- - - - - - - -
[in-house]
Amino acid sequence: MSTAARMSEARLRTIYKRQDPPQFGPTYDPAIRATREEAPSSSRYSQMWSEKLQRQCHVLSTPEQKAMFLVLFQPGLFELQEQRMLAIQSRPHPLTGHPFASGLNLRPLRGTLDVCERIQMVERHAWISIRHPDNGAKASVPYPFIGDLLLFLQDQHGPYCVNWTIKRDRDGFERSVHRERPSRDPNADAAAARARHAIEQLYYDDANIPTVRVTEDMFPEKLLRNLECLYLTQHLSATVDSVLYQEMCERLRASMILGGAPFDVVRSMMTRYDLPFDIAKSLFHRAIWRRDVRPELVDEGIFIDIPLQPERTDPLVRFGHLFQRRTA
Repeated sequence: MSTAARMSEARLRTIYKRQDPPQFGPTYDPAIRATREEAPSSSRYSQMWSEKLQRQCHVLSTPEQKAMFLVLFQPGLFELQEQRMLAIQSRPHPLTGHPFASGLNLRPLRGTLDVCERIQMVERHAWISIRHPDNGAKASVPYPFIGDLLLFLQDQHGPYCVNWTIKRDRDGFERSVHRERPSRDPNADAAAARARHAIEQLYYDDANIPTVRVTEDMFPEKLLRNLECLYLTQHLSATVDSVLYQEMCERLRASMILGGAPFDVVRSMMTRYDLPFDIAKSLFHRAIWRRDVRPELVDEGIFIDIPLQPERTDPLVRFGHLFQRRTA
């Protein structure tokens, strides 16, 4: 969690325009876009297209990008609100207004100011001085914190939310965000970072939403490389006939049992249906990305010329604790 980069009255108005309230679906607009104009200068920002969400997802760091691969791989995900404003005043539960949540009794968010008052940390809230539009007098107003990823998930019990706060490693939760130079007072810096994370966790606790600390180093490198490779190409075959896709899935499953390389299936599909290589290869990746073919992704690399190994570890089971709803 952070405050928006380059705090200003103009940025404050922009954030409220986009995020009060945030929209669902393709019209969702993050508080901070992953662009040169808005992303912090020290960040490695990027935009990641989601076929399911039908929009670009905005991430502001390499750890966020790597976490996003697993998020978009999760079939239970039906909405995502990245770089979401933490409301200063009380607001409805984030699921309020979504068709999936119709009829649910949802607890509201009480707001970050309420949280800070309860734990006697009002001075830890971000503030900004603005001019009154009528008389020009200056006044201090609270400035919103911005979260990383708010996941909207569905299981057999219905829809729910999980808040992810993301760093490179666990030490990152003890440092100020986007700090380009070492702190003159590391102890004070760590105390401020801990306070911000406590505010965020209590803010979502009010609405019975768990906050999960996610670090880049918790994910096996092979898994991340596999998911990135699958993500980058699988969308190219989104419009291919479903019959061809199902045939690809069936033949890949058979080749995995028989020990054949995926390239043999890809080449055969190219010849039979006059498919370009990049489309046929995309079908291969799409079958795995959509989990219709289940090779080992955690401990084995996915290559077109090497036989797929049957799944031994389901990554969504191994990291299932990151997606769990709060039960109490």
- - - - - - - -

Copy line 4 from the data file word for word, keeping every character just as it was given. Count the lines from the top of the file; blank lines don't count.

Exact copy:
């Protein structure tokens, strides 16, 4: 969690325009876009297209990008609100207004100011001085914190939310965000970072939403490389006939049992249906990305010329604790 980069009255108005309230679906607009104009200068920002969400997802760091691969791989995900404003005043539960949540009794968010008052940390809230539009007098107003990823998930019990706060490693939760130079007072810096994370966790606790600390180093490198490779190409075959896709899935499953390389299936599909290589290869990746073919992704690399190994570890089971709803 952070405050928006380059705090200003103009940025404050922009954030409220986009995020009060945030929209669902393709019209969702993050508080901070992953662009040169808005992303912090020290960040490695990027935009990641989601076929399911039908929009670009905005991430502001390499750890966020790597976490996003697993998020978009999760079939239970039906909405995502990245770089979401933490409301200063009380607001409805984030699921309020979504068709999936119709009829649910949802607890509201009480707001970050309420949280800070309860734990006697009002001075830890971000503030900004603005001019009154009528008389020009200056006044201090609270400035919103911005979260990383708010996941909207569905299981057999219905829809729910999980808040992810993301760093490179666990030490990152003890440092100020986007700090380009070492702190003159590391102890004070760590105390401020801990306070911000406590505010965020209590803010979502009010609405019975768990906050999960996610670090880049918790994910096996092979898994991340596999998911990135699958993500980058699988969308190219989104419009291919479903019959061809199902045939690809069936033949890949058979080749995995028989020990054949995926390239043999890809080449055969190219010849039979006059498919370009990049489309046929995309079908291969799409079958795995959509989990219709289940090779080992955690401990084995996915290559077109090497036989797929049957799944031994389901990554969504191994990291299932990151997606769990709060039960109490």